But here I am now to bless the world with another fantasy worldbuilding post! Aren't you excited?
This post is going to start a sub-series in the world-building series. Originally, this post was going to be about language. I started writing it, but I quickly realized it was going to need more than one post. Language is such an enormous part of culture, after all, that it deserves a lot of time. It can get rather complicated (or maybe it's just my weird brain that makes it that way. I mean, if your fantasy characters are speaking English, do I call the language 'English' or do I think of another name for it? But what if my characters are not speaking English, yet I write the book in English as if they were and never told the reader otherwise? What if I did tell the reader? Do I have to then write the book in omniscient point of view to explain the 'translation' or what???), so I decided to start with something simple. Names.
I wrote a post about names a year or so ago, but that post was more about possibilities on naming characters. Now, I'm focusing on how names can impact fantasy cultures and worlds.
Names can show different cultures
Once you start writing, it isn't long before you hear the 'show, don't tell' rule. Names can help a LOT with following this rule. If you design a system of naming for the different cultures in your novel, than once the reader picks up on it, it will subtly inform your reader as to what race or culture a character is from. For instance, in Lord of the Rings, if a character showed up named Daisy, I would likely assume the character was a Hobbit. However, if a character named Amoniel was introduced, I would assume the character was an Elf. If I were an extreme nerd (cough, cough) I could possibly even tell if the Elf was Sindarin or Quenya, which would also add to my presuppositions about the character.
Having different naming techniques for different cultures can also help the reader keep the different storylines and cultures straight. For example, in Brandon Sanderson's 'Mistborn' trilogy, by the third book there are many different characters doing different quests in different countries. Having a character named 'TenSoon' who is in his country where people have names like 'OreSeur' and 'KanPaar' helped me remember where TenSoon was and what he was doing.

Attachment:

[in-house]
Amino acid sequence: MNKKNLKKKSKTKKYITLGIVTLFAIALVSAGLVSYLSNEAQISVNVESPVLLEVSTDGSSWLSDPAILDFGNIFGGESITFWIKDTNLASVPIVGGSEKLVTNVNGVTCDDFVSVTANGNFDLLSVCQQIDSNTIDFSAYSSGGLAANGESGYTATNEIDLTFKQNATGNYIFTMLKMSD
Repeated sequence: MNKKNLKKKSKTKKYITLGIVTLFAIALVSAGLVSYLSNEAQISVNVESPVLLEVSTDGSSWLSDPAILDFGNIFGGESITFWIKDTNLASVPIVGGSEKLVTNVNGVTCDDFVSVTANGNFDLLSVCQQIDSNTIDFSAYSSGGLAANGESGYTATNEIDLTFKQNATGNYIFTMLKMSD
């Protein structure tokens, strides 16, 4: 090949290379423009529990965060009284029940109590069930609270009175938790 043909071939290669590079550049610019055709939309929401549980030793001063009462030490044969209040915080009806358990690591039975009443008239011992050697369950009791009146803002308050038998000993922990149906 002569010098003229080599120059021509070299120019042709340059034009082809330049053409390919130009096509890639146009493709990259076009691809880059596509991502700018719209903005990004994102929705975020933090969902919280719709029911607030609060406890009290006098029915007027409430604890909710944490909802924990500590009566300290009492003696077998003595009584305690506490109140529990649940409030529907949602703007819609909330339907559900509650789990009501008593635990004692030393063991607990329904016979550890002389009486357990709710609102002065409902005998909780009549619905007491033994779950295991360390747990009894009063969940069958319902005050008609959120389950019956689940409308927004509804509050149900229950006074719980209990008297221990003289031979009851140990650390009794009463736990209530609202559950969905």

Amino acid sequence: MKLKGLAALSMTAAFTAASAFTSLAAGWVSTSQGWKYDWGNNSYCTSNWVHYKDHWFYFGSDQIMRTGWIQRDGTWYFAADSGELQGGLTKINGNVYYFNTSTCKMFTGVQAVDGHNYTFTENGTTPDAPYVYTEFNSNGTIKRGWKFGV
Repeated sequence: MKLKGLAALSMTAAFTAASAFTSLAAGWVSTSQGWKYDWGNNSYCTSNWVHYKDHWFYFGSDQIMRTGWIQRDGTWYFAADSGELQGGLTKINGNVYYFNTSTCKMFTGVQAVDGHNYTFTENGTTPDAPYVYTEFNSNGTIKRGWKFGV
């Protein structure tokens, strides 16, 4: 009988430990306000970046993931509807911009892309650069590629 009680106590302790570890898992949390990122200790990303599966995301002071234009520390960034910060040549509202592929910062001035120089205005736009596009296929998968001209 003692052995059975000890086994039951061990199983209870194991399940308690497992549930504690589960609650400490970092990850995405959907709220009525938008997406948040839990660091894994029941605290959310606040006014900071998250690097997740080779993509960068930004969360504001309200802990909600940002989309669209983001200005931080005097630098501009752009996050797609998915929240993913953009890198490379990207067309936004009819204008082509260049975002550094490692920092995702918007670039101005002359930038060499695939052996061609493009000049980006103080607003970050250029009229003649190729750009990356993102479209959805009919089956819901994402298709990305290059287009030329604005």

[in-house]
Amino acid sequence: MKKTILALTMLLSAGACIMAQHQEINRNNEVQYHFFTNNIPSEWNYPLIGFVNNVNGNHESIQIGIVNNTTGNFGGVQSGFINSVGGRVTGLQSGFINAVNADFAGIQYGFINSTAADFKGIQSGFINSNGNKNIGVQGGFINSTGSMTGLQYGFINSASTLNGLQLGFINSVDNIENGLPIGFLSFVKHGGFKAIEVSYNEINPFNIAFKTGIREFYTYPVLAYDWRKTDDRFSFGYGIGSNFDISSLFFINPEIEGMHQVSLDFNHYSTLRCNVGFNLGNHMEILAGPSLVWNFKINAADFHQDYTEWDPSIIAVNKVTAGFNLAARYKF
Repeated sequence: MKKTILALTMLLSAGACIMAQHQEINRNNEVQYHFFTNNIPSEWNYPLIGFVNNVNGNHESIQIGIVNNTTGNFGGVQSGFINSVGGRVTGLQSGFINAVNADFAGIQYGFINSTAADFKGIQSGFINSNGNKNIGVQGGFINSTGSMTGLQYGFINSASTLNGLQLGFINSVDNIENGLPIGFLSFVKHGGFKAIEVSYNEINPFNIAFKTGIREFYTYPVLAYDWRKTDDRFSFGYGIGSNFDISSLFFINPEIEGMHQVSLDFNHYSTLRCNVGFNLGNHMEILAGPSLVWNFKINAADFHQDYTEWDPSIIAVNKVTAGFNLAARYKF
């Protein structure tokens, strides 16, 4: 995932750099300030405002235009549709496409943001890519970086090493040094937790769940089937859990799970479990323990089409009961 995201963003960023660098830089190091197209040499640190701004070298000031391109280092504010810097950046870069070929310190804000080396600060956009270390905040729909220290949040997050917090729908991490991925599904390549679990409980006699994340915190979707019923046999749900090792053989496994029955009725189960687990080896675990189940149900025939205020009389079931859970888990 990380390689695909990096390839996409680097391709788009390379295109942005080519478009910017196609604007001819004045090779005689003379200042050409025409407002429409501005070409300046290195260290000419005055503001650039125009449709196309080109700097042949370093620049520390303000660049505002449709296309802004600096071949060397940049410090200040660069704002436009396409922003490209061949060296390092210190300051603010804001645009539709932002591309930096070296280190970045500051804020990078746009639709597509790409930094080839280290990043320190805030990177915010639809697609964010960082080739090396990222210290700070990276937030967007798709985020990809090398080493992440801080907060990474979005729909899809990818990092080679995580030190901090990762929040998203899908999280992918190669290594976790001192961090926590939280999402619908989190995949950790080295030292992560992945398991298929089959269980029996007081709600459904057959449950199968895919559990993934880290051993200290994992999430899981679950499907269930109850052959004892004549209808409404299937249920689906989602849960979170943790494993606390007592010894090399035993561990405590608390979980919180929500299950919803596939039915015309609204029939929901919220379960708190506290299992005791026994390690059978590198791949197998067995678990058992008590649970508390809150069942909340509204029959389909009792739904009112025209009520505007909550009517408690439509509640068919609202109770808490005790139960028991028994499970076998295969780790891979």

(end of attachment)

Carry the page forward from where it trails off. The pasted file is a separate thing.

Names can build character
My parents had a very specific formula when choosing my name and my sibling's names. All of the names had to start with 'K', they had to sound good with 'Browning', they had to have Gaelic roots since we have Scottish backgrounds, and my parents had to like the meaning of the name. I'm glad they did that. It really is shocking how often we live up to our names. 'Kaycee' means liveliness, creativity, and courage depending on which baby naming site you're on. Funny, those three things are probably the aspects I try most to live up to. I try to be loving and kind and selfless etc. too, but for some reason, because certain traits are in my name, I find myself pushing for them most. I don't know if that's a good or bad thing, but it is an aspect of my character, which means that it could be an aspect in a fictional character's personality.
I love what Jenelle Schmidt did in her novel, 'Second Son'. The country Llycaelon has a "rite of passage" type thing. At the end, the man or woman has the option to change his or her name. The people of Llycaelon put a lot of weight on names and meanings. Two of the main characters change their names, and the choices in their name meanings add so much to their characters. They were such pivotal moments in the novel, that I stopped picturing the characters as teenagers and started picturing them as adults at that point. I thought it was a very effective and creative way to show (not tell) the complex changes in character.
And last but not least...
|My OYAN is showing... :P|
Names need to be easily identified. This isn't exactly a world-building tip, but if you follow it, it will help make your world more realistic. Don't create names of people, places, or things if you can't pronounce them. When I see an unpronounceable name, I tend to skim it and assign random gibberish to the name in my head. I don't take the time to identify or discern the culture or thought behind it. The name Cassa Outcast is way more compelling to me than Xxanthoses Bardelheim, even if both names have the same amount of thought behind him. Long, difficult-to-say names take away from the story, and subsequently, the world within the story. If you are unsure if a name you have picked for a character is hard to pronounce or not, ask someone else, preferably a non-fantasy reader, to read it out loud. If they read it wrong or say they can't, you should probably change it. There's a reason everybody can immediately recognize names like Bilbo Baggins and Harry Potter.
So there you go! If you thought this was confusing, just wait until you read my next post on language! >:)
*Title is from Ember Flame by moi. :P